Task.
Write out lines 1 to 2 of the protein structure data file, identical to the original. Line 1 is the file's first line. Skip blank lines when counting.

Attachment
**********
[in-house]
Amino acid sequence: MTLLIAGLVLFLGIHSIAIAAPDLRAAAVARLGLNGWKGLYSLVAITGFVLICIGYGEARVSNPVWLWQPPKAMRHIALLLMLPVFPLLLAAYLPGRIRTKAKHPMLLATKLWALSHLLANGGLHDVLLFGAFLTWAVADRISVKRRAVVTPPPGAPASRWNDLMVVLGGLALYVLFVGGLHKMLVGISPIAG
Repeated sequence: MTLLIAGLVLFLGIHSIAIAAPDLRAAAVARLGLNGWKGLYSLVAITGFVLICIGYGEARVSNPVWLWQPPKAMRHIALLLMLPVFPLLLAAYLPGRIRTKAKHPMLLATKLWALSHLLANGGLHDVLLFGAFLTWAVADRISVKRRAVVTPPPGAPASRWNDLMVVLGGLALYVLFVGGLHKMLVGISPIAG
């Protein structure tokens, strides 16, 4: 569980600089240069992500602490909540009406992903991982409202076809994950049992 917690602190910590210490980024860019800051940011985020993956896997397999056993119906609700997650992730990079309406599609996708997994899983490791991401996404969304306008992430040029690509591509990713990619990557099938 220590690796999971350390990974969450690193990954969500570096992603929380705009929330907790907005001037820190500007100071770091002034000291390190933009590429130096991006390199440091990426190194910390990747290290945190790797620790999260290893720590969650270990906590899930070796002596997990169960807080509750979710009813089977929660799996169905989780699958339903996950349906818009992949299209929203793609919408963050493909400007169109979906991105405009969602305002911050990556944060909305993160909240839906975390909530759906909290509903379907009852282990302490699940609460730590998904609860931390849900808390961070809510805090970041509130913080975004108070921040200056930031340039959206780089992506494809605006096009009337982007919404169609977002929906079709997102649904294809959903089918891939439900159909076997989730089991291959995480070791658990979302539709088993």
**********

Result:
[in-house]
Amino acid sequence: MTLLIAGLVLFLGIHSIAIAAPDLRAAAVARLGLNGWKGLYSLVAITGFVLICIGYGEARVSNPVWLWQPPKAMRHIALLLMLPVFPLLLAAYLPGRIRTKAKHPMLLATKLWALSHLLANGGLHDVLLFGAFLTWAVADRISVKRRAVVTPPPGAPASRWNDLMVVLGGLALYVLFVGGLHKMLVGISPIAG